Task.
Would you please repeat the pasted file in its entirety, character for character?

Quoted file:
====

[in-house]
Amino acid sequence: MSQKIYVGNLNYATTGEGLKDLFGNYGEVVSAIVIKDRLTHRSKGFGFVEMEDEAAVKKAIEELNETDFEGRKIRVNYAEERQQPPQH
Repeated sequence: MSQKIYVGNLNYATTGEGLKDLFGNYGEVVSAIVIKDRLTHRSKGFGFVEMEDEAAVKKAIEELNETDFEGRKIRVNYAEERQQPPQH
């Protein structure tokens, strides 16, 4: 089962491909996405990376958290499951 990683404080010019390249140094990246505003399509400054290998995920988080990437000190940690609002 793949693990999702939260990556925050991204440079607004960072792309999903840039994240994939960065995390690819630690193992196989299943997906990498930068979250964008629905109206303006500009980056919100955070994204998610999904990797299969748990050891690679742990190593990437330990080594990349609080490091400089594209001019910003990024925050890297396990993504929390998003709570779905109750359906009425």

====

[in-house]
Amino acid sequence: MSQKIYVGNLNYATTGEGLKDLFGNYGEVVSAIVIKDRLTHRSKGFGFVEMEDEAAVKKAIEELNETDFEGRKIRVNYAEERQQPPQH
Repeated sequence: MSQKIYVGNLNYATTGEGLKDLFGNYGEVVSAIVIKDRLTHRSKGFGFVEMEDEAAVKKAIEELNETDFEGRKIRVNYAEERQQPPQH
């Protein structure tokens, strides 16, 4: 089962491909996405990376958290499951 990683404080010019390249140094990246505003399509400054290998995920988080990437000190940690609002 793949693990999702939260990556925050991204440079607004960072792309999903840039994240994939960065995390690819630690193992196989299943997906990498930068979250964008629905109206303006500009980056919100955070994204998610999904990797299969748990050891690679742990190593990437330990080594990349609080490091400089594209001019910003990024925050890297396990993504929390998003709570779905109750359906009425």